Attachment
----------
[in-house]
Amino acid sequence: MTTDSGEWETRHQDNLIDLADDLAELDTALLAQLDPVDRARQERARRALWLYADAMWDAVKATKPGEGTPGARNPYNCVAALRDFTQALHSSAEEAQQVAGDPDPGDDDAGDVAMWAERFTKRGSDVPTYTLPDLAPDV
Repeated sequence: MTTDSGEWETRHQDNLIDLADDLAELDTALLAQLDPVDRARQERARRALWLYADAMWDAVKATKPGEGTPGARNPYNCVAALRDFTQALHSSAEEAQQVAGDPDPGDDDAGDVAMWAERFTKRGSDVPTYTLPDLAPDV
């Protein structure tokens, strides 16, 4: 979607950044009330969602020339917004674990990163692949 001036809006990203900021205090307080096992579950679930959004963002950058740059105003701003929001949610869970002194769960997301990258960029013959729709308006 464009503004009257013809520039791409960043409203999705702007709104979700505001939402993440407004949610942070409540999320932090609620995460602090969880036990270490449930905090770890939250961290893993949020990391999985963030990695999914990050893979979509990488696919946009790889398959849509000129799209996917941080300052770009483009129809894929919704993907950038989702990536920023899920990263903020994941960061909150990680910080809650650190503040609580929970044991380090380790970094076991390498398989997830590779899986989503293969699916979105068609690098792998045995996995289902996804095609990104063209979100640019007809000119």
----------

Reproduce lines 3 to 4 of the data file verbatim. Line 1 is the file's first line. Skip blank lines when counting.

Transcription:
Repeated sequence: MTTDSGEWETRHQDNLIDLADDLAELDTALLAQLDPVDRARQERARRALWLYADAMWDAVKATKPGEGTPGARNPYNCVAALRDFTQALHSSAEEAQQVAGDPDPGDDDAGDVAMWAERFTKRGSDVPTYTLPDLAPDV
């Protein structure tokens, strides 16, 4: 979607950044009330969602020339917004674990990163692949 001036809006990203900021205090307080096992579950679930959004963002950058740059105003701003929001949610869970002194769960997301990258960029013959729709308006 464009503004009257013809520039791409960043409203999705702007709104979700505001939402993440407004949610942070409540999320932090609620995460602090969880036990270490449930905090770890939250961290893993949020990391999985963030990695999914990050893979979509990488696919946009790889398959849509000129799209996917941080300052770009483009129809894929919704993907950038989702990536920023899920990263903020994941960061909150990680910080809650650190503040609580929970044991380090380790970094076991390498398989997830590779899986989503293969699916979105068609690098792998045995996995289902996804095609990104063209979100640019007809000119």